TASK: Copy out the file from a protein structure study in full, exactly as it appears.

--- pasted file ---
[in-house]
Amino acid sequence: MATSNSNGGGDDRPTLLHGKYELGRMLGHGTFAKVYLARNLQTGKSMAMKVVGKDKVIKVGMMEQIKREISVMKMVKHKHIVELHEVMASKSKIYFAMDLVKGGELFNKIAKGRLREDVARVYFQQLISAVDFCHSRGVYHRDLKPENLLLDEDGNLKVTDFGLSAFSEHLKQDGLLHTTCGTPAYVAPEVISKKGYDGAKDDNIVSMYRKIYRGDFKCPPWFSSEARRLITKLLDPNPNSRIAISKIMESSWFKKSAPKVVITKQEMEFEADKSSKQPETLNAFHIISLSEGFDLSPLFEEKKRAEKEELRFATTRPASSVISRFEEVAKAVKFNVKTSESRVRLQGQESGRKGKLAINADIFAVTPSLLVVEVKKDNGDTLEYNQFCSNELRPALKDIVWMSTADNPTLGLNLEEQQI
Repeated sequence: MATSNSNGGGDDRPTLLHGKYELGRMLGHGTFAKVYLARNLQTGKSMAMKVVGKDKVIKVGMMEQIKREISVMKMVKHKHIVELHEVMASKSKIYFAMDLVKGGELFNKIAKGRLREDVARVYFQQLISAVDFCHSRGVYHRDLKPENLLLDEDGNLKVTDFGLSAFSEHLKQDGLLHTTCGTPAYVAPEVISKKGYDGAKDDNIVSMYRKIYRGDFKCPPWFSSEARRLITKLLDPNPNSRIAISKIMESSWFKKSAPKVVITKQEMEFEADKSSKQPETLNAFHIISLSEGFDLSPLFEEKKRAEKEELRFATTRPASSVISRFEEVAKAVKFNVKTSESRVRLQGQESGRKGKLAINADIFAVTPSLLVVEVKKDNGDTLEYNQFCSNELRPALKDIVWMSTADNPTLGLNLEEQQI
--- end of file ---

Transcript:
[in-house]
Amino acid sequence: MATSNSNGGGDDRPTLLHGKYELGRMLGHGTFAKVYLARNLQTGKSMAMKVVGKDKVIKVGMMEQIKREISVMKMVKHKHIVELHEVMASKSKIYFAMDLVKGGELFNKIAKGRLREDVARVYFQQLISAVDFCHSRGVYHRDLKPENLLLDEDGNLKVTDFGLSAFSEHLKQDGLLHTTCGTPAYVAPEVISKKGYDGAKDDNIVSMYRKIYRGDFKCPPWFSSEARRLITKLLDPNPNSRIAISKIMESSWFKKSAPKVVITKQEMEFEADKSSKQPETLNAFHIISLSEGFDLSPLFEEKKRAEKEELRFATTRPASSVISRFEEVAKAVKFNVKTSESRVRLQGQESGRKGKLAINADIFAVTPSLLVVEVKKDNGDTLEYNQFCSNELRPALKDIVWMSTADNPTLGLNLEEQQI
Repeated sequence: MATSNSNGGGDDRPTLLHGKYELGRMLGHGTFAKVYLARNLQTGKSMAMKVVGKDKVIKVGMMEQIKREISVMKMVKHKHIVELHEVMASKSKIYFAMDLVKGGELFNKIAKGRLREDVARVYFQQLISAVDFCHSRGVYHRDLKPENLLLDEDGNLKVTDFGLSAFSEHLKQDGLLHTTCGTPAYVAPEVISKKGYDGAKDDNIVSMYRKIYRGDFKCPPWFSSEARRLITKLLDPNPNSRIAISKIMESSWFKKSAPKVVITKQEMEFEADKSSKQPETLNAFHIISLSEGFDLSPLFEEKKRAEKEELRFATTRPASSVISRFEEVAKAVKFNVKTSESRVRLQGQESGRKGKLAINADIFAVTPSLLVVEVKKDNGDTLEYNQFCSNELRPALKDIVWMSTADNPTLGLNLEEQQI